Bankruptcy Law

James Cole, Esquire

When there is no change in payment practices for more than one year before Chapter 11 case filed, plaintiff cannot overcome ordinary-course-of-business defense merely by proof of larger invoices and payments in the 90-day look back period than those in the time before the look back period.  Continentalafa Liquidation Trust v. Human Resources Staffing (In re Continentalafa Dispensing Co.) adv. no. 10-4213-659 (Bankr. E.D. Mo., May 9, 2011). 

Plaintiff was a liquidation trust created by the confirmed Creditors’ Committee Chapter 11 plan.  Defendant provided temporary employees for the debtor pre-petition.  Under the avoidance powers vested in the trust by the plan, Plaintiff sued to recover over $100,000 of payments made in the 90-day look back period just before the chapter 11 case was filed; the defense was primarily ordinary course of business pursuant to Section 547(c)(2). 

On cross-motions for summary judgment, the uncontested facts showed that payment practices in the year before the 90-day look back period were the same as during the look back period.  Plaintiff stressed that the amount of many payments in the look back period was larger than payments in the year before the look back period.  The court found the increase reflected debtor’s use of more temps during the look back period, not a change in payment practices.  Judgment was entered for defendant.

Earmarking doctrine does not apply when funds for payment of third party was result of customer payments, not loan from new creditor.  Also, commingling another entity’s funds with debtor’s funds in debtor’s bank accounts destroyed ability to determine that entity’s money constituted non-estate funds. DeWoskin v. Imaging Advantage, LLC (In re Visionary Imaging,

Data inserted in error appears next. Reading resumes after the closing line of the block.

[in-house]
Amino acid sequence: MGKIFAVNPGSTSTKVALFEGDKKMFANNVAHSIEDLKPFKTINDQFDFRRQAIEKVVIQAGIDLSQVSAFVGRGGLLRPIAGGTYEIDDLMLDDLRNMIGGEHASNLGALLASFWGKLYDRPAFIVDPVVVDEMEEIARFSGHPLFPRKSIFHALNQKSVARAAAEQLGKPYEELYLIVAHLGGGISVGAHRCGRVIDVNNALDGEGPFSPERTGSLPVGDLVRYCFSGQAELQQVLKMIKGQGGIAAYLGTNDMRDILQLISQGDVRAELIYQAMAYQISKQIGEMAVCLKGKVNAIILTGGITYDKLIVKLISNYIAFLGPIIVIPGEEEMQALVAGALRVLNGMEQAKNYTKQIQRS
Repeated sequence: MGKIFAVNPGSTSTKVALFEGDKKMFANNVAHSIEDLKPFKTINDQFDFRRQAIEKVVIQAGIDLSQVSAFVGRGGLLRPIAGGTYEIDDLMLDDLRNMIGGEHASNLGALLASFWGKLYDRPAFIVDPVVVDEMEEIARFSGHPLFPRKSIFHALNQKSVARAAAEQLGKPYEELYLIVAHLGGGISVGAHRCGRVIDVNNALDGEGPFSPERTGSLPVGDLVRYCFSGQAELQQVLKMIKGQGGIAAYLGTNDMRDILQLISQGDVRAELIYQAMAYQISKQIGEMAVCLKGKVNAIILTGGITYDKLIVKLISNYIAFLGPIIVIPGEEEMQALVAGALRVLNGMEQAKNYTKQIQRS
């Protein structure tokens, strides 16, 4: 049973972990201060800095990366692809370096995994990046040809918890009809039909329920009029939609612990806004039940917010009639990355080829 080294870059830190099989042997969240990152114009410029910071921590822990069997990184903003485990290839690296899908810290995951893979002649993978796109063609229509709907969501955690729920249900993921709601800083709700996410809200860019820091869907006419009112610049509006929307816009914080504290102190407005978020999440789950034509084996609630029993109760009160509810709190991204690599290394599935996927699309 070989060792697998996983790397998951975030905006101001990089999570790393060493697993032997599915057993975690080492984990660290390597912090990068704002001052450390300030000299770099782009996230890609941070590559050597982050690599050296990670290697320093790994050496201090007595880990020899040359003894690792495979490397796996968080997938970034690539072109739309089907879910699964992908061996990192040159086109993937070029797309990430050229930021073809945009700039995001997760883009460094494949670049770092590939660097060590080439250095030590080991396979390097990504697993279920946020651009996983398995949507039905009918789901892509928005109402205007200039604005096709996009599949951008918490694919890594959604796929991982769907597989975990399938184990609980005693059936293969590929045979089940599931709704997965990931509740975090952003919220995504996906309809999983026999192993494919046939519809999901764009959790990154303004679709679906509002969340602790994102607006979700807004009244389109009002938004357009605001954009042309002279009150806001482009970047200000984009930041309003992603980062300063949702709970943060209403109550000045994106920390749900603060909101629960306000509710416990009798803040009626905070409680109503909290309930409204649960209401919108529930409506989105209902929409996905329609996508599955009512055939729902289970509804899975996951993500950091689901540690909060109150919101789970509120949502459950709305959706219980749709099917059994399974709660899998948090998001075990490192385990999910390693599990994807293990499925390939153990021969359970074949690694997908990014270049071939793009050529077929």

Inc.), 450 B.R. 876 (Bankr. E.D. Mo. May 9, 2011).

Debtor arranged to provide radiologists’ services to community hospitals.  Invoices were sent by, and payments were made to, a related entity, Western Physicians Data Services, Inc., which shared employees and office space with debtor.  Defendant Imaging, also provided radiologists’ services to community hospitals and used Western Physicians for invoices and payments.  Western Physicians deposited many payments into debtor’s bank accounts, whether or not debtor was owed all the money that was deposited.  Some of that money was owed to Imaging Advantage, but no accounting was presented to the court.  Payments from debtor to defendant were made before and during the preference look back period in amounts apparently unrelated to receivables for radiologists’ services or any other match with amounts that may have been claimed as defendant’s money.

The Chapter 7 trustee sued to recover over $233,000 paid to defendant Imaging in the 90-day look back period before an involuntary bankruptcy was filed against debtor.  On cross-motions for summary judgment, defendant claimed that the transferred funds came within the ‘earmarking’ doctrine, in that they were supposed to flow through debtor to defendant. The court found that the doctrine was inapplicable because it is limited to a new creditor’s loaning money to pay an obligation owed to an existing creditor without debtor having any control over the funds.  The uncontested facts showed otherwise here.  Defendant further asserted that the money it received in the look back period was never debtor’s money to begin with.  The court found that under the uncontested facts, defendant allowed its money to be commingled with debtor’s, under debtor’s control, without any restrictions on its use.  Moreover, because there was no ability to trace defendant’s funds after they were deposited, any claim that they were held in trust was lost.  Judgment was rendered for plaintiff.